Modern slavery represents a tragic market failure, where some companies maintain competitive advantage and large profits through unethical and unsustainable business practices that rely on the exploitation of workers.
In 2020, Walk Free, WikiRate, and the Business & Human Rights Resource Centre assessed the statements produced by 79 asset managers identified as having to report under the MSA. These statements were assessed against:
The purpose of the assessment was to understand the level of awareness of modern slavery risks among asset managers, to identify good practice, and to highlight gaps in reporting. By conducting this assessment, we aim to support the financial sector to improve transparency and drive better practice.
For more information about this project, please visit: walkfree.org/reports/beyond-compliance-in-the-finance-sector/
The below highlights the key findings of our assessment of asset managers’ MSA statements. These findings are organised by sections outlining the level of disclosure in line with the minimum requirements, the Home Office guidance, and the consideration of modern slavery risk in investment portfolios.
Click any section to investigate the data behind our assessment. Clicking on the subtitle of a graph will take you to the overall results for that metric, while clicking on a particular section of a graph will take you to the relevant underlying data.
The ‘Filter the data’ option on the top right allows you to examine the data by AUM category, geographical region, or membership of FTSE 100, S&P 500, or PRI.
In this section, we analyse the minimum requirements under Section 54 of the MSA, where each statement must be signed by a director (or equivalent), approved by the Board of Directors (or equivalent management body), and linked from the company’s homepage.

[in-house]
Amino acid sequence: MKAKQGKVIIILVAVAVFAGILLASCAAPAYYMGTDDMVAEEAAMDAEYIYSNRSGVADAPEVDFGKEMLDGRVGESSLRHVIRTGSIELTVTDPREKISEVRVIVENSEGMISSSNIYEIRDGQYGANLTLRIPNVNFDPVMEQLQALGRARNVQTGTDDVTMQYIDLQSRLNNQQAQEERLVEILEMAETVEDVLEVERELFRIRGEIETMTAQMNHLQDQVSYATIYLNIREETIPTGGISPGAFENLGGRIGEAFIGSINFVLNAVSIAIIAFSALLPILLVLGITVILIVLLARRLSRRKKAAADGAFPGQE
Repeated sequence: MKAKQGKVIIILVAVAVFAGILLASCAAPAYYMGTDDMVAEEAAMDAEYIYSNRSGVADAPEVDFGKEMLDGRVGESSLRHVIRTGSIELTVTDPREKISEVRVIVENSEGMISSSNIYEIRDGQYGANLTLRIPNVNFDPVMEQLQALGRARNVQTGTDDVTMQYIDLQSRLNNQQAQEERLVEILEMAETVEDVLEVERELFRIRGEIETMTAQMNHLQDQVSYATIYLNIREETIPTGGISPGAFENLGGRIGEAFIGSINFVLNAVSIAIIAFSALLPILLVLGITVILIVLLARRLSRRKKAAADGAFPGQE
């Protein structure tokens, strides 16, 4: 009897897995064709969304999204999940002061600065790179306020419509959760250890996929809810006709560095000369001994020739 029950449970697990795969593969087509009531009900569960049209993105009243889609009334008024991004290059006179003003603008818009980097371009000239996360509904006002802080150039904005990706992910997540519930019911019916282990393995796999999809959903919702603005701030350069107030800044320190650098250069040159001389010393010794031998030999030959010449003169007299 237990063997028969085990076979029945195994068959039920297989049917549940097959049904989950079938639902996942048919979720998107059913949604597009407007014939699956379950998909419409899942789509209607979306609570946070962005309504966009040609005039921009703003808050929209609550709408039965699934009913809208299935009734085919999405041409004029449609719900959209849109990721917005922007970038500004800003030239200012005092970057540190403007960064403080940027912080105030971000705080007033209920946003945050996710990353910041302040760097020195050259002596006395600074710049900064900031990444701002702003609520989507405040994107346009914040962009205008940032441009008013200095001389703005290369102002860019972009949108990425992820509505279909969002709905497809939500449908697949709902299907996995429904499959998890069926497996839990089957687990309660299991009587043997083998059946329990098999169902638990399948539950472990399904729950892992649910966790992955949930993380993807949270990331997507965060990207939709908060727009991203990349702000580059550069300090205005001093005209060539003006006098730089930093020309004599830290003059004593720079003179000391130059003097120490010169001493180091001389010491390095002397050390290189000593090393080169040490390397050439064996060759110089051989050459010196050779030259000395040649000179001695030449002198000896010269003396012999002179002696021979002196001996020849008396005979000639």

Beyond minimum requirements in the MSA, the accompanying Home Office statutory guidance outlines the actions companies should take to ensure their supply chains are free from exploitation. From this guidance, we developed further metrics which we present in this section organised under the following groups:
Disclosing ownership structures and supply chains is an important step towards greater transparency and improves understanding of where risk may occur.
Policies are important for companies to establish their priorities for their direct operations and supply chains.
Assessing and identifying modern slavery risks is an important part of targeting effective responses and resources.
As part of companies’ responsibility to respect workers’ rights, those affected by modern slavery or witnessing violations in any part of a company’s operations should be able to freely report incidents through grievance mechanisms. Companies should also have remediation procedures in place.
Training is important for raising awareness of the issue of modern slavery, while helping employees and suppliers identify risks, and how to address them.
Companies can use key performance indicators to measure effectiveness and can review business KPIs to understand how their business needs may increase the risk of modern slavery.
This graph shows how many metrics derived from the Home Office guidance are met by companies.
Investors which do not integrate ESG considerations into their investment practices and decision making are failing in their fiduciary duties. Modern slavery is clearly a human rights and labour standards issue and should be considered as part of the S in ESG. Reporting on addressing modern slavery risks in MSA statements is good practice, offering an opportunity for asset managers to show transparency and leadership.
Despite this, many asset managers do not disclose modern slavery risks as a consideration in their investment decisions.
The investor-specific metrics used to assess the statements were: